The call could be about something as simple as lost luggage or as serious as a medical emergency. “If an individual falls off a platform, hurts himself severely, and they need to be medically evacuated, we have the resources to do that,” he said.
Kwieski is proud of his all-military team.
“We are 100 percent manned by United States veterans representing all branches of the military. I believe we have approximately 140 years combined experience. We represent law enforcement operations, crisis operations, emergency management, Army intelligence, Naval intelligence and combat field operations. So we have a great skill set that we have learned and accumulated over the years. And now we’re bringing it into one group combined,” he said.
Even though the team members have come out of different branches of the military, their “core values are the same,” Kwieski said.
That’s also how Watson experiences it. “We all understand each other. We all come from the same background. We know that when something snaps at us, it’s meant to be done with a sense of urgency,” Watson told Insurance Journal.
“When something needs to be done, it doesn’t need to be done tomorrow; it needs to be done right now. That’s not a problem with our team because they all understand that.”
“It needs to be done right the first time that you do it,” said Kiewski, finishing Watson’s thought.
In addition to these core values, the veterans believe the skills they honed in military intelligence, planning and operations transfer well into their new environment.
Watson points to their attention to detail as an example. “We want to please our customers and clients. We want to get things done as rapidly as possible. But they need to be accurate, because if they’re not accurate, if we give the wrong coordinates to somebody, that person is not going to get the help that they need at the location that they need it, when they need it.”
In addition to this attention to detail, Watson thinks the veterans in the operations center share a personality trait. “They’re not all wounded warriors but at the same time, they’re all veterans, and they’re all driven to succeed and they want be the best at their job. There’s not a single person in there who is just very lackadaisical about something. They strive to be the best,” Watson said.
Dahler said the team members not only work well together but also with others and the team makes a tremendous impression on clients.
“These guys make presentations all the time to clients, and prospects and our biggest and our best clients,” said Dahler. “When they meet this team, partly because of their military experience and partly just because of their outright professionalism, there’s instant respect and credibility. Once they meet a member of this team, the sale is well on its way. They work well within the military group but they also can communicate and create the value to the clients that is so critical in a program like this.”
Following its launch last March, the Chicago team hired 13 veterans in the first six months. The company actually has a waiting list of disabled vets wanting to be hired for the team.
“We get an unbelievable amount of referrals. We have a number of veteran organizations that are working with us. When they get candidates who have intelligence backgrounds and operations backgrounds and backgrounds that are directly applicable to this particular initiative, we get resumes right away,” Dahler said.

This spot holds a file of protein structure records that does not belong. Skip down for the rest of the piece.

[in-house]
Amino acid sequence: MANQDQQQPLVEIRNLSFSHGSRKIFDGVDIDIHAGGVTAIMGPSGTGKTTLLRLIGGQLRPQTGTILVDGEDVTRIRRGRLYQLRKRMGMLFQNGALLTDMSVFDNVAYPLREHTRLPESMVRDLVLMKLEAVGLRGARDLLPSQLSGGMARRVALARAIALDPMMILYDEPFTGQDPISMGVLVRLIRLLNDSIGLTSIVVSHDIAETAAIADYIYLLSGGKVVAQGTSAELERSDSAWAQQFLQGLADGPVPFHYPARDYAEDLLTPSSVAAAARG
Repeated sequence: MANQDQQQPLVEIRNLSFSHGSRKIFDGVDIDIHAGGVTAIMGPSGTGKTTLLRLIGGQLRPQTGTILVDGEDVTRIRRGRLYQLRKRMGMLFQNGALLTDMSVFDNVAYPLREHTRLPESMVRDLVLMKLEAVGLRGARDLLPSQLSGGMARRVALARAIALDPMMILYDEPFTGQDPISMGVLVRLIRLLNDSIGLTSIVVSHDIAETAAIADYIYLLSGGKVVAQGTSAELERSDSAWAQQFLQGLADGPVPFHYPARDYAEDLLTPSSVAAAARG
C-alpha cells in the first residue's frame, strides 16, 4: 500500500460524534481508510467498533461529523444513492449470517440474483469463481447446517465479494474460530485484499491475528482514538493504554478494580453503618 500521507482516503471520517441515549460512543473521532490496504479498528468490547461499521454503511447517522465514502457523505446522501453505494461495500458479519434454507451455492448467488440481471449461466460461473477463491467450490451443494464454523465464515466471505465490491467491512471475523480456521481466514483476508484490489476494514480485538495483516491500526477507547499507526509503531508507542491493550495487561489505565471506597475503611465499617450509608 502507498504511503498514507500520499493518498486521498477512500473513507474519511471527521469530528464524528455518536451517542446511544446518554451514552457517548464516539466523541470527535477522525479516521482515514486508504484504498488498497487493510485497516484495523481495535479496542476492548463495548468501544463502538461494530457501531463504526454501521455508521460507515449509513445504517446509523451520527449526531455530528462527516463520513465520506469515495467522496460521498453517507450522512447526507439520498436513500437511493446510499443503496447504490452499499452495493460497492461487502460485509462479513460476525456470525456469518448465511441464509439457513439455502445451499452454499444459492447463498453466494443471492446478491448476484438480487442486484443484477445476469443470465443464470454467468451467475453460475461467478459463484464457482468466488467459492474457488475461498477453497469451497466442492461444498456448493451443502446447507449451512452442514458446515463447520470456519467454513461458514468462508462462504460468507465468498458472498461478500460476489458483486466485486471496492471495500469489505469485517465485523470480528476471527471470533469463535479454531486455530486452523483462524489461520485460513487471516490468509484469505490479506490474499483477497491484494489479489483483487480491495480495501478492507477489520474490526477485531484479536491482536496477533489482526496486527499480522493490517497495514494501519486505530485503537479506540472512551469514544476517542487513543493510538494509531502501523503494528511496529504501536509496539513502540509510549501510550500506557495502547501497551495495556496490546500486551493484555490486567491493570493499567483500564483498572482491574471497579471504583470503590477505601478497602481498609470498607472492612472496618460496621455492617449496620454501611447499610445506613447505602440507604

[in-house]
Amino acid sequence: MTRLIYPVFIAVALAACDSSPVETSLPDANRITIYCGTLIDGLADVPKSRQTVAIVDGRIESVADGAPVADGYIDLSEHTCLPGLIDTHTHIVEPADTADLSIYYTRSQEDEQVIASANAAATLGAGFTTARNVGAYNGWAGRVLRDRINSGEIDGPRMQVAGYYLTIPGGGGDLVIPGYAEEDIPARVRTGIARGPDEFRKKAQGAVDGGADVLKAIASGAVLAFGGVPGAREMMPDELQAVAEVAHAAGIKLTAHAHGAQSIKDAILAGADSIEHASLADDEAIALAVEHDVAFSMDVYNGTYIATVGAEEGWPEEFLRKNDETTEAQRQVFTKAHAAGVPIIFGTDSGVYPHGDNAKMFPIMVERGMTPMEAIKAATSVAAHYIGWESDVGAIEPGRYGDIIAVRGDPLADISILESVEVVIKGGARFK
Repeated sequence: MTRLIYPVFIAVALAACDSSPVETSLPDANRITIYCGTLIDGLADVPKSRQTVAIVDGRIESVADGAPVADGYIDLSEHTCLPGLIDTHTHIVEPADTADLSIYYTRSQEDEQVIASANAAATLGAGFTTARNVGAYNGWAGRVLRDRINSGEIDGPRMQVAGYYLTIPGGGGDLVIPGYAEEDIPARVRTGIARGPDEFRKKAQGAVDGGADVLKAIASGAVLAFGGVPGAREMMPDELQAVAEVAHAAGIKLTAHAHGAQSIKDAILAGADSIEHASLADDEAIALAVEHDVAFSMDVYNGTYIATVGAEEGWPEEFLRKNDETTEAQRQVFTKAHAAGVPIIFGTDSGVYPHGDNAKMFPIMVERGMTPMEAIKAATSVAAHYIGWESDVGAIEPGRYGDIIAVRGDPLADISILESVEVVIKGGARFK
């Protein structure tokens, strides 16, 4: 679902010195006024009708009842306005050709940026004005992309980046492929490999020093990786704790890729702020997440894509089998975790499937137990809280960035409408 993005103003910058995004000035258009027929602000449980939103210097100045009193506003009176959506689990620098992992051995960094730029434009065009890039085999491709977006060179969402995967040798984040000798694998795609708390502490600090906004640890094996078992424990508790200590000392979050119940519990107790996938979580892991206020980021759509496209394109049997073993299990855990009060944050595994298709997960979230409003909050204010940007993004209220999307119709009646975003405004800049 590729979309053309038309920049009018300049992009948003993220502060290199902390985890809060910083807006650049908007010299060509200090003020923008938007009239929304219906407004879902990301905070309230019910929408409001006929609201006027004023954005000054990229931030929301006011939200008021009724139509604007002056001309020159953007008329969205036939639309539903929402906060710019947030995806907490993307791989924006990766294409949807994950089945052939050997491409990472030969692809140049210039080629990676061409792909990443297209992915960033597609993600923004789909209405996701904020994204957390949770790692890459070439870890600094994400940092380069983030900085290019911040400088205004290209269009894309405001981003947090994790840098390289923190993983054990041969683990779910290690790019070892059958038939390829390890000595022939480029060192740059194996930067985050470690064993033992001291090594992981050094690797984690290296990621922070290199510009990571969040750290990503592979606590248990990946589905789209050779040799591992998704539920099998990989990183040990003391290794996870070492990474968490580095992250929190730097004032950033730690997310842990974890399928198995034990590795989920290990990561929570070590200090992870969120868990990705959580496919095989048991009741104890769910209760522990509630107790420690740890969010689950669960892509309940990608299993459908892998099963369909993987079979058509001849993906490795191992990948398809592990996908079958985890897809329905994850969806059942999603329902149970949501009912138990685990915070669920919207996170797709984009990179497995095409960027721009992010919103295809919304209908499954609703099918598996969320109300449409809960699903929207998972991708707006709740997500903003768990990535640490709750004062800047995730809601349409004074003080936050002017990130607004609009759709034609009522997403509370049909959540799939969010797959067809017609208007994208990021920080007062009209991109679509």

“We think that for this application and many others, these veterans are among the world’s best talent and they recognize our position in the industry as well. It’s almost a perfect marriage, actually. ”
Asked to lend advice to other veterans looking for employment, Watson said he thinks many vets struggle with translating military experience into terms and skills that civilian employers understand.
“I think resumes are the biggest thing. We see lots of them come through here, and learning how or have someone advise you to learn how to express what you bring to the table from your resume,” said Watson.
For example, a veteran might refer to Alpha 11 Charlie or 11 Bravo, or may have held various jobs and even won a Purple Heart. But a civilian employer is wondering, what are these things?
“You have to explain these types of things to them because they don’t understand them. Explain the job in detail, what you did, and how to translate that into the corporate world, private sector,” Watson said.
Kwieski said he thinks all veterans should try to have a mentor, someone in private industry who can help them learn the ropes.
Ortiz advised veterans to be open to new experiences like the corporate sector.
“I would say definitely don’t be discouraged. Just be very confident because everything we absolutely learned in the military, just every single thing can be transferable,” she said. “Just be confident. Be bold… and be very open because there are good things out there. There are good companies like Aon out there to help you out.”
To hear Kiewski, Watson and Ortiz in their own words, click here.
More from P/C Insurance Mission: Military-Friendly Recruiting
Insurance Journal set out to learn more about how the insurance industry is turning to veterans as part of its strategy to win the talent war and how veterans are turning to the insurance industry for new careers. Insurance Journal asked several veterans who have transitioned to careers in the insurance industry to tell how they got into insurance, how their military training has been an advantage and how they made the transition into the private sector.
In the coming days, Insurance Journal will publish stories from a veteran who is now a vice president of underwriting, former soldiers who are now members of a unique global crisis team and a Coast Guard veteran who is now a Main Street independent agent, along with a story about two agents and their dream of building a program to employ disabled veterans in virtual insurance jobs. Watch for: